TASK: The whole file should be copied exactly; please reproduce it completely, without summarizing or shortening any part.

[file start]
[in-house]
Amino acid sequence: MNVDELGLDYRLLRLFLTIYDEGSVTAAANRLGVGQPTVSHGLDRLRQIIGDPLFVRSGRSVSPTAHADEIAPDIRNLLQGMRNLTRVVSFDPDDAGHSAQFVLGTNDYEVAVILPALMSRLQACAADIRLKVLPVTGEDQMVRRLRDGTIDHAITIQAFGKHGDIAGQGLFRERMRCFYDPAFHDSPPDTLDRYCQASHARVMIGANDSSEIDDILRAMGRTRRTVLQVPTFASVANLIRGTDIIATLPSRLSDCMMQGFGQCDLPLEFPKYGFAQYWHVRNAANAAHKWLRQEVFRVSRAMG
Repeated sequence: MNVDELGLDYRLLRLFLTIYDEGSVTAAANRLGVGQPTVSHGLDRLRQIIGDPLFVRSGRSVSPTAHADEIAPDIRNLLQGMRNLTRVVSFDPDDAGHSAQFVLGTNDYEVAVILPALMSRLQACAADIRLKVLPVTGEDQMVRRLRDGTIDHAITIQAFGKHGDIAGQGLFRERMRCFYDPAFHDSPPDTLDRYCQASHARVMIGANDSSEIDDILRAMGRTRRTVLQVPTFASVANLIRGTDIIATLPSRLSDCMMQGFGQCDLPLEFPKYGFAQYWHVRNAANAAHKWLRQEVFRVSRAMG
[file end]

[in-house]
Amino acid sequence: MNVDELGLDYRLLRLFLTIYDEGSVTAAANRLGVGQPTVSHGLDRLRQIIGDPLFVRSGRSVSPTAHADEIAPDIRNLLQGMRNLTRVVSFDPDDAGHSAQFVLGTNDYEVAVILPALMSRLQACAADIRLKVLPVTGEDQMVRRLRDGTIDHAITIQAFGKHGDIAGQGLFRERMRCFYDPAFHDSPPDTLDRYCQASHARVMIGANDSSEIDDILRAMGRTRRTVLQVPTFASVANLIRGTDIIATLPSRLSDCMMQGFGQCDLPLEFPKYGFAQYWHVRNAANAAHKWLRQEVFRVSRAMG
Repeated sequence: MNVDELGLDYRLLRLFLTIYDEGSVTAAANRLGVGQPTVSHGLDRLRQIIGDPLFVRSGRSVSPTAHADEIAPDIRNLLQGMRNLTRVVSFDPDDAGHSAQFVLGTNDYEVAVILPALMSRLQACAADIRLKVLPVTGEDQMVRRLRDGTIDHAITIQAFGKHGDIAGQGLFRERMRCFYDPAFHDSPPDTLDRYCQASHARVMIGANDSSEIDDILRAMGRTRRTVLQVPTFASVANLIRGTDIIATLPSRLSDCMMQGFGQCDLPLEFPKYGFAQYWHVRNAANAAHKWLRQEVFRVSRAMG